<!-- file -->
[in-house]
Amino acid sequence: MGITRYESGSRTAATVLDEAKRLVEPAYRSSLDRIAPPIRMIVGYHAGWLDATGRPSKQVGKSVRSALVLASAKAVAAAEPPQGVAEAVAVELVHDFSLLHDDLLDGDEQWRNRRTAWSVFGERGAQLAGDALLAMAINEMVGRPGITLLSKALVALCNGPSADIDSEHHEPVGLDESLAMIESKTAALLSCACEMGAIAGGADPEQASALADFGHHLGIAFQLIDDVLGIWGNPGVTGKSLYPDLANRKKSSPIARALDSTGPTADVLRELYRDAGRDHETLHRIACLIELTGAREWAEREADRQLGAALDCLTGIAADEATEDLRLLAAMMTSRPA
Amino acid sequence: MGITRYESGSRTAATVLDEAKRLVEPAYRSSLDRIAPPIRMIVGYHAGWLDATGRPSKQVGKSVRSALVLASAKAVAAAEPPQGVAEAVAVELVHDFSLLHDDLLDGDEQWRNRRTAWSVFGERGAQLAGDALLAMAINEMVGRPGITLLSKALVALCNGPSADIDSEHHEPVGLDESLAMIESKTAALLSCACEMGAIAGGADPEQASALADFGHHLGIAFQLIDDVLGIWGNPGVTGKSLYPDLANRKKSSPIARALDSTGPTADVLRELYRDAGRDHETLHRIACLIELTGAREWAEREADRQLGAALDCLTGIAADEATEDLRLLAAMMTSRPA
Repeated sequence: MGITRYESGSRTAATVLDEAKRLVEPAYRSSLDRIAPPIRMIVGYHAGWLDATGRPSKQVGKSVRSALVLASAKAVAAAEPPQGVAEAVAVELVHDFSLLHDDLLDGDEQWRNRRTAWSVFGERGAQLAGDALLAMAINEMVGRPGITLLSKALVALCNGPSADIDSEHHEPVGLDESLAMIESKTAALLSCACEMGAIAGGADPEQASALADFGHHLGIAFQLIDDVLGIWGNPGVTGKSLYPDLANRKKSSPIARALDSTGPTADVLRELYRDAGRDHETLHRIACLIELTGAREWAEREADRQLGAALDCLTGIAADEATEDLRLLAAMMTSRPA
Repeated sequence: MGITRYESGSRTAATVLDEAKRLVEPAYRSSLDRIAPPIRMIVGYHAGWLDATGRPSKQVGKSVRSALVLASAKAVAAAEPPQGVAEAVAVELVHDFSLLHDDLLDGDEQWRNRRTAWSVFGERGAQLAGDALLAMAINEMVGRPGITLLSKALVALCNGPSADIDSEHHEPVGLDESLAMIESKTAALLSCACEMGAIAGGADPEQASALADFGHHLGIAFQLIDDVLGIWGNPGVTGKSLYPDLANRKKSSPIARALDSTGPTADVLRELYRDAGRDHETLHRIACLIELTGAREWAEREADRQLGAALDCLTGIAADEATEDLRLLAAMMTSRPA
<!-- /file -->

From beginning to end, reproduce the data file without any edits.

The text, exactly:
[in-house]
Amino acid sequence: MGITRYESGSRTAATVLDEAKRLVEPAYRSSLDRIAPPIRMIVGYHAGWLDATGRPSKQVGKSVRSALVLASAKAVAAAEPPQGVAEAVAVELVHDFSLLHDDLLDGDEQWRNRRTAWSVFGERGAQLAGDALLAMAINEMVGRPGITLLSKALVALCNGPSADIDSEHHEPVGLDESLAMIESKTAALLSCACEMGAIAGGADPEQASALADFGHHLGIAFQLIDDVLGIWGNPGVTGKSLYPDLANRKKSSPIARALDSTGPTADVLRELYRDAGRDHETLHRIACLIELTGAREWAEREADRQLGAALDCLTGIAADEATEDLRLLAAMMTSRPA
Amino acid sequence: MGITRYESGSRTAATVLDEAKRLVEPAYRSSLDRIAPPIRMIVGYHAGWLDATGRPSKQVGKSVRSALVLASAKAVAAAEPPQGVAEAVAVELVHDFSLLHDDLLDGDEQWRNRRTAWSVFGERGAQLAGDALLAMAINEMVGRPGITLLSKALVALCNGPSADIDSEHHEPVGLDESLAMIESKTAALLSCACEMGAIAGGADPEQASALADFGHHLGIAFQLIDDVLGIWGNPGVTGKSLYPDLANRKKSSPIARALDSTGPTADVLRELYRDAGRDHETLHRIACLIELTGAREWAEREADRQLGAALDCLTGIAADEATEDLRLLAAMMTSRPA
Repeated sequence: MGITRYESGSRTAATVLDEAKRLVEPAYRSSLDRIAPPIRMIVGYHAGWLDATGRPSKQVGKSVRSALVLASAKAVAAAEPPQGVAEAVAVELVHDFSLLHDDLLDGDEQWRNRRTAWSVFGERGAQLAGDALLAMAINEMVGRPGITLLSKALVALCNGPSADIDSEHHEPVGLDESLAMIESKTAALLSCACEMGAIAGGADPEQASALADFGHHLGIAFQLIDDVLGIWGNPGVTGKSLYPDLANRKKSSPIARALDSTGPTADVLRELYRDAGRDHETLHRIACLIELTGAREWAEREADRQLGAALDCLTGIAADEATEDLRLLAAMMTSRPA
Repeated sequence: MGITRYESGSRTAATVLDEAKRLVEPAYRSSLDRIAPPIRMIVGYHAGWLDATGRPSKQVGKSVRSALVLASAKAVAAAEPPQGVAEAVAVELVHDFSLLHDDLLDGDEQWRNRRTAWSVFGERGAQLAGDALLAMAINEMVGRPGITLLSKALVALCNGPSADIDSEHHEPVGLDESLAMIESKTAALLSCACEMGAIAGGADPEQASALADFGHHLGIAFQLIDDVLGIWGNPGVTGKSLYPDLANRKKSSPIARALDSTGPTADVLRELYRDAGRDHETLHRIACLIELTGAREWAEREADRQLGAALDCLTGIAADEATEDLRLLAAMMTSRPA